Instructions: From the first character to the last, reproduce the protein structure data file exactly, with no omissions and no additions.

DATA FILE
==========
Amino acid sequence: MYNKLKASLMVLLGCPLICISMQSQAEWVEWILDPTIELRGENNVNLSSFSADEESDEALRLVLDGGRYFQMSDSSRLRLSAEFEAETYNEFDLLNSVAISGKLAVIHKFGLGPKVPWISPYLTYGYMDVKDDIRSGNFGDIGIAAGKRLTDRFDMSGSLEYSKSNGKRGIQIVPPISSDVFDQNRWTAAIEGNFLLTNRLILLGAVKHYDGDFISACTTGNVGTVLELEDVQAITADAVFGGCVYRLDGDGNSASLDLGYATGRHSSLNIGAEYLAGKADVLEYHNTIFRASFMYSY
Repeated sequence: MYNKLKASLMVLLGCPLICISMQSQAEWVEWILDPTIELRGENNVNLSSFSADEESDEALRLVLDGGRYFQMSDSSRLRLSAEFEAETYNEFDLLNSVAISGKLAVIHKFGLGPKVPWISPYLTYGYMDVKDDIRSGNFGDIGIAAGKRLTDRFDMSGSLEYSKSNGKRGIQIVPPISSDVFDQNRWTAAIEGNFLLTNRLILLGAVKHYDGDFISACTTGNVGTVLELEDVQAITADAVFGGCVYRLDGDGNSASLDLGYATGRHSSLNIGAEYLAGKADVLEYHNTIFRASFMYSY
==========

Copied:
Amino acid sequence: MYNKLKASLMVLLGCPLICISMQSQAEWVEWILDPTIELRGENNVNLSSFSADEESDEALRLVLDGGRYFQMSDSSRLRLSAEFEAETYNEFDLLNSVAISGKLAVIHKFGLGPKVPWISPYLTYGYMDVKDDIRSGNFGDIGIAAGKRLTDRFDMSGSLEYSKSNGKRGIQIVPPISSDVFDQNRWTAAIEGNFLLTNRLILLGAVKHYDGDFISACTTGNVGTVLELEDVQAITADAVFGGCVYRLDGDGNSASLDLGYATGRHSSLNIGAEYLAGKADVLEYHNTIFRASFMYSY
Repeated sequence: MYNKLKASLMVLLGCPLICISMQSQAEWVEWILDPTIELRGENNVNLSSFSADEESDEALRLVLDGGRYFQMSDSSRLRLSAEFEAETYNEFDLLNSVAISGKLAVIHKFGLGPKVPWISPYLTYGYMDVKDDIRSGNFGDIGIAAGKRLTDRFDMSGSLEYSKSNGKRGIQIVPPISSDVFDQNRWTAAIEGNFLLTNRLILLGAVKHYDGDFISACTTGNVGTVLELEDVQAITADAVFGGCVYRLDGDGNSASLDLGYATGRHSSLNIGAEYLAGKADVLEYHNTIFRASFMYSY